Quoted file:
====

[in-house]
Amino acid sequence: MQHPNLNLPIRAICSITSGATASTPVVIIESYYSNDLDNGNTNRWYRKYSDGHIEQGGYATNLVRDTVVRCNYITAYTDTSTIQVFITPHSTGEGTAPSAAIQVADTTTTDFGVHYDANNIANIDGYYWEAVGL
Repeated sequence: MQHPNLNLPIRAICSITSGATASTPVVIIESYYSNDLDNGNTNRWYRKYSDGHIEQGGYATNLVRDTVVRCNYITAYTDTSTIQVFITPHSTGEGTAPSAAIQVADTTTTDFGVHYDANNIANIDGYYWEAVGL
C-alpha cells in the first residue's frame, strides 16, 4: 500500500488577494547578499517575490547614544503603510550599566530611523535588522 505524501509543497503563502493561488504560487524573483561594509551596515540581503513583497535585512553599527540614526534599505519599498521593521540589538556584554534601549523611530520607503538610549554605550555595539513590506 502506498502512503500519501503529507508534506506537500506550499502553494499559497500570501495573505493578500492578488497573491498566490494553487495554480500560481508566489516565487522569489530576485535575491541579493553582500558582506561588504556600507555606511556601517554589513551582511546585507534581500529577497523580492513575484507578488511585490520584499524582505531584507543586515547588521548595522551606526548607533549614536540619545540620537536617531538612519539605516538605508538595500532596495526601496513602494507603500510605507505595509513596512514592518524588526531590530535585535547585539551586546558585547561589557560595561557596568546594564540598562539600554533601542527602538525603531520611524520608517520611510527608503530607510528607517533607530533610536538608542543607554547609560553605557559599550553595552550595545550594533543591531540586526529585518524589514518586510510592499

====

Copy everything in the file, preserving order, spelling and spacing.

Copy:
[in-house]
Amino acid sequence: MQHPNLNLPIRAICSITSGATASTPVVIIESYYSNDLDNGNTNRWYRKYSDGHIEQGGYATNLVRDTVVRCNYITAYTDTSTIQVFITPHSTGEGTAPSAAIQVADTTTTDFGVHYDANNIANIDGYYWEAVGL
Repeated sequence: MQHPNLNLPIRAICSITSGATASTPVVIIESYYSNDLDNGNTNRWYRKYSDGHIEQGGYATNLVRDTVVRCNYITAYTDTSTIQVFITPHSTGEGTAPSAAIQVADTTTTDFGVHYDANNIANIDGYYWEAVGL
C-alpha cells in the first residue's frame, strides 16, 4: 500500500488577494547578499517575490547614544503603510550599566530611523535588522 505524501509543497503563502493561488504560487524573483561594509551596515540581503513583497535585512553599527540614526534599505519599498521593521540589538556584554534601549523611530520607503538610549554605550555595539513590506 502506498502512503500519501503529507508534506506537500506550499502553494499559497500570501495573505493578500492578488497573491498566490494553487495554480500560481508566489516565487522569489530576485535575491541579493553582500558582506561588504556600507555606511556601517554589513551582511546585507534581500529577497523580492513575484507578488511585490520584499524582505531584507543586515547588521548595522551606526548607533549614536540619545540620537536617531538612519539605516538605508538595500532596495526601496513602494507603500510605507505595509513596512514592518524588526531590530535585535547585539551586546558585547561589557560595561557596568546594564540598562539600554533601542527602538525603531520611524520608517520611510527608503530607510528607517533607530533610536538608542543607554547609560553605557559599550553595552550595545550594533543591531540586526529585518524589514518586510510592499